Families of military service members who died or were killed while on active duty took time out on Sunday to observe Gold Star Mothers/Families Day. On St. Thomas, members of the American Legion Post 90 honored six service members and their loved ones.
Mothers, fathers, step-mothers, sisters, aunts and grandchildren appeared at a luncheon held at the Lutheran Church of the Reformation in Estate Tutu. They remembered their soldiers, one sailor and one marine, who died between 1965 and 2013. They included the first Virgin Islander killed in the Vietnam War, a heroic seaman who died while saving others on a sinking ferry boat, and one with a well-known name, Winston Raymo.
A nonprofit called America’s Gold Star Families calls it “a designation no one aspires to.” That sentiment was also expressed among those who took turns on Sunday posing with framed photos of their lost servicemen.
Ten years after Army Staff Sgt. Lyle Turnbull died while serving in the Persian Gulf, his sister Anna Cantois-Thomas shared her painful memories. “Lyle was my only brother and it’s very hard, very hard … I wish they would have more support for people like us.”
Others, like Malcolm Grant, had made peace with the fate of his son, Staff Sgt. Brian Ecedro Grant. “He chose to go into the Army to serve, and for that I’m grateful,” Malcolm said.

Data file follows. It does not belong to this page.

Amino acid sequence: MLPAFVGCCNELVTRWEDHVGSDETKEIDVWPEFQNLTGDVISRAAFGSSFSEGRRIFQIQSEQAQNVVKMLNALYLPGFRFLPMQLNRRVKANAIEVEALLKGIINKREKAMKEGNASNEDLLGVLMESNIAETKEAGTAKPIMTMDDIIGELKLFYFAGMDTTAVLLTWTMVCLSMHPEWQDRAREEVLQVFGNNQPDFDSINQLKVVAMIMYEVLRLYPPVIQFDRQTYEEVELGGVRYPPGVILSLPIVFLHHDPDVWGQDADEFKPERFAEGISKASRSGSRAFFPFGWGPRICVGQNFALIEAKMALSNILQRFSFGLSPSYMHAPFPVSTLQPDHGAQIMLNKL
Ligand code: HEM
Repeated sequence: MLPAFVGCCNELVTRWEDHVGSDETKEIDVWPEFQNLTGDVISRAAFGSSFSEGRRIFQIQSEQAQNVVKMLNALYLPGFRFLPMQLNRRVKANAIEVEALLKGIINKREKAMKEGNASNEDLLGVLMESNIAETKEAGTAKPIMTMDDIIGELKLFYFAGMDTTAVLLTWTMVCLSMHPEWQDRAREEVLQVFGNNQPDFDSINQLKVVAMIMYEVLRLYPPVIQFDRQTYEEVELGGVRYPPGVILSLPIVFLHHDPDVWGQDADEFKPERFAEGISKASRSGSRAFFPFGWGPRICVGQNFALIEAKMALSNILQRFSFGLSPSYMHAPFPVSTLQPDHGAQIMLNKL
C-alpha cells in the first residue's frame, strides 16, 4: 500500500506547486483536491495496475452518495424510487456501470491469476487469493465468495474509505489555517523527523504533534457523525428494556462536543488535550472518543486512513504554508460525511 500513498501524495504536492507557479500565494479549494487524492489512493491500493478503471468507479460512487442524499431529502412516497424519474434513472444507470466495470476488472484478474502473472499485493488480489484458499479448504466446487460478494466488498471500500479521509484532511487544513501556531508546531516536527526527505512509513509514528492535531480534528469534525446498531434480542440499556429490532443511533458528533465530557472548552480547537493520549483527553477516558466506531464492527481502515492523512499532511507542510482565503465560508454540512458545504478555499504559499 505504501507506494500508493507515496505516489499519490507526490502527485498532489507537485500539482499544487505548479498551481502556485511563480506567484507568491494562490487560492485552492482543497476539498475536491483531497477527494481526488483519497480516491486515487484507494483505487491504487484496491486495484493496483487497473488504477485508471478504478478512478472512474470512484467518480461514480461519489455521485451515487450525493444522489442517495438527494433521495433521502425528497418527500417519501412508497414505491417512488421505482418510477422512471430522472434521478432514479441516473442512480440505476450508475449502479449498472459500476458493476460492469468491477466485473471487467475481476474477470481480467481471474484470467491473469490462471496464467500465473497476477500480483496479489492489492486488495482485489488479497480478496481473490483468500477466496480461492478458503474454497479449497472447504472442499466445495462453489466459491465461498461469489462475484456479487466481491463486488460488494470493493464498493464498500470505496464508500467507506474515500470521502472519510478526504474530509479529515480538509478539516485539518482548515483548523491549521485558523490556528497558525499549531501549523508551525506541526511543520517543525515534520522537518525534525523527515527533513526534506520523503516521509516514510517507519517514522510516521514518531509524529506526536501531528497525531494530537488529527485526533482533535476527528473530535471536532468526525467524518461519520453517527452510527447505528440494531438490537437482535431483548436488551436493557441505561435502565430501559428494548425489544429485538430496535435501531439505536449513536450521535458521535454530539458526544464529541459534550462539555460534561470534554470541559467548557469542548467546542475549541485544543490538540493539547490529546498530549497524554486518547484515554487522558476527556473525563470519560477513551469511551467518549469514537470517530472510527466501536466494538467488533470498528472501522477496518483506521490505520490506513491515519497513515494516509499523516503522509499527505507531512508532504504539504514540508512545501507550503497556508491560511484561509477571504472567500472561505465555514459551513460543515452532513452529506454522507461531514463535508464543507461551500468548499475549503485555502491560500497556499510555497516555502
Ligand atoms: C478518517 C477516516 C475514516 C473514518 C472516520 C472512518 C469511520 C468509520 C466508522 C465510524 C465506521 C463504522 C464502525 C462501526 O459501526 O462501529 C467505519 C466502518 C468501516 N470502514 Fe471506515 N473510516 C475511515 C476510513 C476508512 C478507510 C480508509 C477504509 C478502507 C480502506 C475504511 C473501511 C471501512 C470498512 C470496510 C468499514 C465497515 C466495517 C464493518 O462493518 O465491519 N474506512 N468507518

American Legion Post 90 Cmdr. Hillis Benjamin said there were resources for still-grieving families; the Legion could direct those to services that could help them. “We can’t bring it to you, but we can give you the information,” the commander said.
Sen. Dwayne DeGraff, a veteran of the Iraq conflict who served alongside Benjamin, told those gathered on Sunday about plans to create a veterans’ complex in Sub Base. The proposed complex would house the Veterans Affairs Office, housing and “American Legion Post 90 will have a home for life,” he said.
If the project gets the go-ahead from lawmakers, DeGraff said he would like to see the complex named after one of the six who were honored on Sunday: Clarence Beverhoudt, the first Virgin Islander to die in Vietnam.
Benjamin said the Legion’s goal is to hold a remembrance every year, perhaps not as elaborate as Sunday’s event. A simple get-together will do, she said.